The sounds are actively moving through the whole space, with a large selection of reverbs.
Ammons text solo 8.
Ammons text solo 16.
Ammons text solo 17.
o Ammons text morphing towards bubbles of water.
o The poem is whispered through a contrabass clarinet, with additional "speaking" key clicks.
o Bubbles are blown through straws into different bowls and a kitchen sink filled with water.
These two types of sounds are morphed in Csound through various transition shapes. The results are clearly hybrid sounds, while the bubbling sounds tend to be easier to recognize than the whispering.
Ammons water 5.
Ammons water 17.
Ammons water 58.
At times when the meaning of the text cannot be recognized, the efforts of speaking or whispering will have been transformed to gestures. Voices are moving in and out of the peripheral areas of these terrains.
Trombone, contrabass and drilling sounds morphing
To form ensembles of instruments and everyday sounds in a literal sense, virtual ensembles can be created through chains of associations. I recorded a test of the civil defense sirens in Bergen, as one of the soundscapes. Fragments of trombone, strings and drills are usually inactive in the sound installation, and get triggered whenever the sound of these sirens are heard.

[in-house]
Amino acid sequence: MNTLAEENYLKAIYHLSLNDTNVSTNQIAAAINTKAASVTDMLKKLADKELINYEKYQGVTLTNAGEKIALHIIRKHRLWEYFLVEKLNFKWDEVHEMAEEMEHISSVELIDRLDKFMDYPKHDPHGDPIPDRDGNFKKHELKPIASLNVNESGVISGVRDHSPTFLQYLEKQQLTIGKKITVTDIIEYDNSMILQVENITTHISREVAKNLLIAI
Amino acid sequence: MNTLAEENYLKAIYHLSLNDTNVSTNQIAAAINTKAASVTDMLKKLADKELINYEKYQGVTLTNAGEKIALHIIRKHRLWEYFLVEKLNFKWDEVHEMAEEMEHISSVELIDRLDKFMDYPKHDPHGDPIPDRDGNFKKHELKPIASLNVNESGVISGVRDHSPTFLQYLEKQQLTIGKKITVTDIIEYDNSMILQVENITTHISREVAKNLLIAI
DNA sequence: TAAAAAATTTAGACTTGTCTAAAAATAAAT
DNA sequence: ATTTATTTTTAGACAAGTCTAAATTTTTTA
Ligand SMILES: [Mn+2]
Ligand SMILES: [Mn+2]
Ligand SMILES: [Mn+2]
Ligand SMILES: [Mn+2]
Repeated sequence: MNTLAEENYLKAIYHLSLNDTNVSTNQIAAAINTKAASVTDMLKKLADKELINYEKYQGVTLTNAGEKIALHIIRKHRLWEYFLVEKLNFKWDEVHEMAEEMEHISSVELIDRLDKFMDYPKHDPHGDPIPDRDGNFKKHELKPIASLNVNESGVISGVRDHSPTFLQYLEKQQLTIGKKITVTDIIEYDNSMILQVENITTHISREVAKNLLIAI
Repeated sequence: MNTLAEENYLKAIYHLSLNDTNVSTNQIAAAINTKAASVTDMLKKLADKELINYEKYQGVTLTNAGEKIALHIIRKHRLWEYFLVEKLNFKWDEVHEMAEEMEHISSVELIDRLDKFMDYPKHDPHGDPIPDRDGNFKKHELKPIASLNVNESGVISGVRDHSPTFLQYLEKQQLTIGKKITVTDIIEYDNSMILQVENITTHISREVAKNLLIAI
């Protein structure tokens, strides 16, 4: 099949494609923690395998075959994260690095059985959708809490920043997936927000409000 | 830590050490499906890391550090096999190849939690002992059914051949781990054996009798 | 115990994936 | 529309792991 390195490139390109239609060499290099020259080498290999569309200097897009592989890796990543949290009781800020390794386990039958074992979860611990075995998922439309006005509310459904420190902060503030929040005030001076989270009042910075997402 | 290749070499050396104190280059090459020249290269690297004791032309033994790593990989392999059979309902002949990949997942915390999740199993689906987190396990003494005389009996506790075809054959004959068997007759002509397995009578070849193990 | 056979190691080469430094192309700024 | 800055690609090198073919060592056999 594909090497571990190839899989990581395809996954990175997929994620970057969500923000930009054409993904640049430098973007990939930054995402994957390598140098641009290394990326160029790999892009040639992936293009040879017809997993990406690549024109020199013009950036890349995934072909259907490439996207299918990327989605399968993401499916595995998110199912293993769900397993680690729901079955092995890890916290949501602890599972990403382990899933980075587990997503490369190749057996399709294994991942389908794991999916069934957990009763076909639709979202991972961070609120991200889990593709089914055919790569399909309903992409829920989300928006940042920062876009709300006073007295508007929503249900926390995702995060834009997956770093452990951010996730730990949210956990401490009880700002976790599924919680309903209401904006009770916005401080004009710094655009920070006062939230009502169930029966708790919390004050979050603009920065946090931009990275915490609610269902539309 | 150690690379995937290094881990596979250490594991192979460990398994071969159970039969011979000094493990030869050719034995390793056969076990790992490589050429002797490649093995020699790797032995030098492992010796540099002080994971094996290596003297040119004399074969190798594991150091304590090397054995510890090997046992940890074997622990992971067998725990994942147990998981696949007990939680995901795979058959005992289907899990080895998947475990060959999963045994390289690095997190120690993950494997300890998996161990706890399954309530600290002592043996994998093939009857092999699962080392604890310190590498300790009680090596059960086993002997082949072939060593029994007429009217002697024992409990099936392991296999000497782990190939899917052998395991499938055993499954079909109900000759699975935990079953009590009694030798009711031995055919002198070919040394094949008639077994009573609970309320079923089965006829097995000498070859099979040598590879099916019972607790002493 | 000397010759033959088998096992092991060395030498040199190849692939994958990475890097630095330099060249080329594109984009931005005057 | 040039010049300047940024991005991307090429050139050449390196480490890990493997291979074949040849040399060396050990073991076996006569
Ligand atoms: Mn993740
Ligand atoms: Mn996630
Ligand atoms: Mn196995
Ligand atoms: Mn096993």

Manipulated tam-tam analysis was used as a pitch material, focused on the deep register of trombone and contrabass. The tam-tam chords form basis for pure transpositions, or morphing between 2 groups of sounds.
o The instruments.
o Strings performing sul tasto, sul ponticello and harmonics.
o Cellos and contrabasses fortissimo.
o Pedal notes on trombone.
o Tam-tams performed with different sticks.
o The drilling.
o A dentists drill.
o Electric hand drill.
o Pinion drill.
o Servo drill.
o Building drill recorded during restoration at Hotel Atlanta.
o Tam-tams performed with different sticks.
The dentist drill offers a piercing soprano range in this sound family. A jackhammer was first included as a bass of this drill ensemble, but it turned out too violent in the context, especially with resonant reverbs. Tam-tam sounds are included in both groups as a morphing option.
Potential morphological relations exist between the two groups, from the grainy quality of the strings and deep trombones, to the metallic hammering and friction of the drills.
Trb Cb Drill Morph 11.
Trb Cb Drill Morph 12.
Trb Cb Drill Morph 30.
Trb Cb Drill Morph 33.
These are everyday sounds in the most concrete sense of the word. City environments from Bergen are recorded with a Soundfield microphone.  B-format is created from these 4 channel recordings, and perspectives are in contant flux. Curves of jaw, pitch, roll simulate a pilot flying through the environments, giving a sense of a rotating city landscape, where the listener at times is hanging upside down over the city. This was done through Reaper with the Harpex plugin, saved to 8 channel ambisonic sounds, played at the outer circle of speakers of the 16 channel sound installation.